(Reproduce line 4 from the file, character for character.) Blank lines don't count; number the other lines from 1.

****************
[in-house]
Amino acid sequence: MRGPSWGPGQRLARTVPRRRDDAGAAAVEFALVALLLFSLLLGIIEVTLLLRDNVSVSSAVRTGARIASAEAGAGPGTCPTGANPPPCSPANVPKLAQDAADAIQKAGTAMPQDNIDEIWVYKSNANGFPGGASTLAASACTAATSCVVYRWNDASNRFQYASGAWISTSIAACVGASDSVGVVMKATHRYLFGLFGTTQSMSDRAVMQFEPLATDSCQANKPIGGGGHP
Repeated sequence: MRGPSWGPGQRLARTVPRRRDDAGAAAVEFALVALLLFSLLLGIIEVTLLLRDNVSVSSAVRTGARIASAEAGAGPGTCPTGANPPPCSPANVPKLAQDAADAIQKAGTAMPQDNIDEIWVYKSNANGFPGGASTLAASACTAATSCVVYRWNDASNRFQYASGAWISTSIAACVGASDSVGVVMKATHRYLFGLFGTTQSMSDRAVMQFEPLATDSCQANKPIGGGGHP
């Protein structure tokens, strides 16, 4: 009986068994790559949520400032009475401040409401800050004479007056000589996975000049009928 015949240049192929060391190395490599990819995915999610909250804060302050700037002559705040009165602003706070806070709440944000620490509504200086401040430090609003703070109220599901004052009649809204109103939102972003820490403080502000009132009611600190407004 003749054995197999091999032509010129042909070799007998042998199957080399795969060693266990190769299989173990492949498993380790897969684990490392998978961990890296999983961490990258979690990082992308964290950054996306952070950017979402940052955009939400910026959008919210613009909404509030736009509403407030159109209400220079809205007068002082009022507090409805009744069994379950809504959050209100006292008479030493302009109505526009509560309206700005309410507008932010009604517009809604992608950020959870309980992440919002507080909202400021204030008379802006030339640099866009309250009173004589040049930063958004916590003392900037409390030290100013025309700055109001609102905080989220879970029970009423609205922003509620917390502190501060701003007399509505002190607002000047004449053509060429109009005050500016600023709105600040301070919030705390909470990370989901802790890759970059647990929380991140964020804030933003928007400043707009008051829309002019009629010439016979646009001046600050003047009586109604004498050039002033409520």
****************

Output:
């Protein structure tokens, strides 16, 4: 009986068994790559949520400032009475401040409401800050004479007056000589996975000049009928 015949240049192929060391190395490599990819995915999610909250804060302050700037002559705040009165602003706070806070709440944000620490509504200086401040430090609003703070109220599901004052009649809204109103939102972003820490403080502000009132009611600190407004 003749054995197999091999032509010129042909070799007998042998199957080399795969060693266990190769299989173990492949498993380790897969684990490392998978961990890296999983961490990258979690990082992308964290950054996306952070950017979402940052955009939400910026959008919210613009909404509030736009509403407030159109209400220079809205007068002082009022507090409805009744069994379950809504959050209100006292008479030493302009109505526009509560309206700005309410507008932010009604517009809604992608950020959870309980992440919002507080909202400021204030008379802006030339640099866009309250009173004589040049930063958004916590003392900037409390030290100013025309700055109001609102905080989220879970029970009423609205922003509620917390502190501060701003007399509505002190607002000047004449053509060429109009005050500016600023709105600040301070919030705390909470990370989901802790890759970059647990929380991140964020804030933003928007400043707009008051829309002019009629010439016979646009001046600050003047009586109604004498050039002033409520």